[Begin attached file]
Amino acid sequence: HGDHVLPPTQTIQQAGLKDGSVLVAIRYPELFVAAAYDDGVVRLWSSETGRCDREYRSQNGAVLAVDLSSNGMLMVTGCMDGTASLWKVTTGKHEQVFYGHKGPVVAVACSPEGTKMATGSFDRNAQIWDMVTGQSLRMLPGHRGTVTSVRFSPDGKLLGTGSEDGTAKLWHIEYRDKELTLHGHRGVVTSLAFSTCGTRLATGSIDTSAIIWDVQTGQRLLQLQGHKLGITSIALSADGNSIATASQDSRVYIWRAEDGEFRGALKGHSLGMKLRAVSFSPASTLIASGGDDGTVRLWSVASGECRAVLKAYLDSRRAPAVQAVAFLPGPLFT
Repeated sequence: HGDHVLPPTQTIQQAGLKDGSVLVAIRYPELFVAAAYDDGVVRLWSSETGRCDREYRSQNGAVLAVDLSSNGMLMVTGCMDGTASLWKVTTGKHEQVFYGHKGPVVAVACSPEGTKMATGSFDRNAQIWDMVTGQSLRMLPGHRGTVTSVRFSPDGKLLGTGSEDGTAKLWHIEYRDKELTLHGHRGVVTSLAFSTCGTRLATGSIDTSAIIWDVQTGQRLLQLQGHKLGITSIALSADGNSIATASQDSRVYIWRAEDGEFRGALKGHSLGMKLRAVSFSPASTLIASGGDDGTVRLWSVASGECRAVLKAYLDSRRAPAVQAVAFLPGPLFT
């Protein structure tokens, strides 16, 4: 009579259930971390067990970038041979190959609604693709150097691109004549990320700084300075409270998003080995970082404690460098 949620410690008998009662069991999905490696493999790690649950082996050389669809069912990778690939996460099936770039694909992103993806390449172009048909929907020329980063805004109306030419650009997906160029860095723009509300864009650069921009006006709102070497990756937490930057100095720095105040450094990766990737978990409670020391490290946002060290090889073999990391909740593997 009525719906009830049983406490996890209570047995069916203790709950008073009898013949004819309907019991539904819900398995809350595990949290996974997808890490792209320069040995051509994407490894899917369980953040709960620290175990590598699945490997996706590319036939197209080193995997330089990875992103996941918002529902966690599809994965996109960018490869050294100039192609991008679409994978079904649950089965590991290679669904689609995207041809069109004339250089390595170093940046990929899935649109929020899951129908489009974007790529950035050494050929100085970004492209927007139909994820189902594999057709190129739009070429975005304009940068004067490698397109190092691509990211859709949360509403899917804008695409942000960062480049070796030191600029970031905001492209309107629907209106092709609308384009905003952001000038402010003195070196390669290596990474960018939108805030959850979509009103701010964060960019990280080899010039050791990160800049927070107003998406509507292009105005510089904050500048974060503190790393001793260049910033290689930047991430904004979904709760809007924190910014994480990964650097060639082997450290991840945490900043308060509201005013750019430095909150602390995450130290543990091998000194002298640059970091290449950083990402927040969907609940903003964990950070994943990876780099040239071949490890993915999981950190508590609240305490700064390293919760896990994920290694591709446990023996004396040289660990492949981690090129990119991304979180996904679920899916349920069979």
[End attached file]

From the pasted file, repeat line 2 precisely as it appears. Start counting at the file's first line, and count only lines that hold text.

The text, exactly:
Repeated sequence: HGDHVLPPTQTIQQAGLKDGSVLVAIRYPELFVAAAYDDGVVRLWSSETGRCDREYRSQNGAVLAVDLSSNGMLMVTGCMDGTASLWKVTTGKHEQVFYGHKGPVVAVACSPEGTKMATGSFDRNAQIWDMVTGQSLRMLPGHRGTVTSVRFSPDGKLLGTGSEDGTAKLWHIEYRDKELTLHGHRGVVTSLAFSTCGTRLATGSIDTSAIIWDVQTGQRLLQLQGHKLGITSIALSADGNSIATASQDSRVYIWRAEDGEFRGALKGHSLGMKLRAVSFSPASTLIASGGDDGTVRLWSVASGECRAVLKAYLDSRRAPAVQAVAFLPGPLFT